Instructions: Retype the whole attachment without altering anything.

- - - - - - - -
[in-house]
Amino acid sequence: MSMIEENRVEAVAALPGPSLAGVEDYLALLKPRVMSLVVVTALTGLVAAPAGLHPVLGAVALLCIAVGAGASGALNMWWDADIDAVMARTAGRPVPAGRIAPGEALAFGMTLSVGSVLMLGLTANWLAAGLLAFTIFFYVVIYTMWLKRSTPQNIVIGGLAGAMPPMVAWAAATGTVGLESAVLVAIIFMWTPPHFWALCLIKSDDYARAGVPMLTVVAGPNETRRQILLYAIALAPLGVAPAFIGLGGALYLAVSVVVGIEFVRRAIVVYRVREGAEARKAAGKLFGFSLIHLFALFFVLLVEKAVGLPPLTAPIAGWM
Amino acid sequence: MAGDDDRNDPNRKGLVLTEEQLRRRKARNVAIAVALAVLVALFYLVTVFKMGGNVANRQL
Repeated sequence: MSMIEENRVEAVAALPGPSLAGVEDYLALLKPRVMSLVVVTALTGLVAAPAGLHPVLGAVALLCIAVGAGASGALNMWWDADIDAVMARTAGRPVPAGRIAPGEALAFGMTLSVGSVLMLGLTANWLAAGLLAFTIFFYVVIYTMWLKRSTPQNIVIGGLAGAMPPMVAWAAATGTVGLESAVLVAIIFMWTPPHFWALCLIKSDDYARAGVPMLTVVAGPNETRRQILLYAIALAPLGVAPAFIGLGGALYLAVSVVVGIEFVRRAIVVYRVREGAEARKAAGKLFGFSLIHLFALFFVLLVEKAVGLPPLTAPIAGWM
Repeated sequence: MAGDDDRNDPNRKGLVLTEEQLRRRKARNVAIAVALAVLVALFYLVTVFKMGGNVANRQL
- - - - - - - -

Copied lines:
[in-house]
Amino acid sequence: MSMIEENRVEAVAALPGPSLAGVEDYLALLKPRVMSLVVVTALTGLVAAPAGLHPVLGAVALLCIAVGAGASGALNMWWDADIDAVMARTAGRPVPAGRIAPGEALAFGMTLSVGSVLMLGLTANWLAAGLLAFTIFFYVVIYTMWLKRSTPQNIVIGGLAGAMPPMVAWAAATGTVGLESAVLVAIIFMWTPPHFWALCLIKSDDYARAGVPMLTVVAGPNETRRQILLYAIALAPLGVAPAFIGLGGALYLAVSVVVGIEFVRRAIVVYRVREGAEARKAAGKLFGFSLIHLFALFFVLLVEKAVGLPPLTAPIAGWM
Amino acid sequence: MAGDDDRNDPNRKGLVLTEEQLRRRKARNVAIAVALAVLVALFYLVTVFKMGGNVANRQL
Repeated sequence: MSMIEENRVEAVAALPGPSLAGVEDYLALLKPRVMSLVVVTALTGLVAAPAGLHPVLGAVALLCIAVGAGASGALNMWWDADIDAVMARTAGRPVPAGRIAPGEALAFGMTLSVGSVLMLGLTANWLAAGLLAFTIFFYVVIYTMWLKRSTPQNIVIGGLAGAMPPMVAWAAATGTVGLESAVLVAIIFMWTPPHFWALCLIKSDDYARAGVPMLTVVAGPNETRRQILLYAIALAPLGVAPAFIGLGGALYLAVSVVVGIEFVRRAIVVYRVREGAEARKAAGKLFGFSLIHLFALFFVLLVEKAVGLPPLTAPIAGWM
Repeated sequence: MAGDDDRNDPNRKGLVLTEEQLRRRKARNVAIAVALAVLVALFYLVTVFKMGGNVANRQL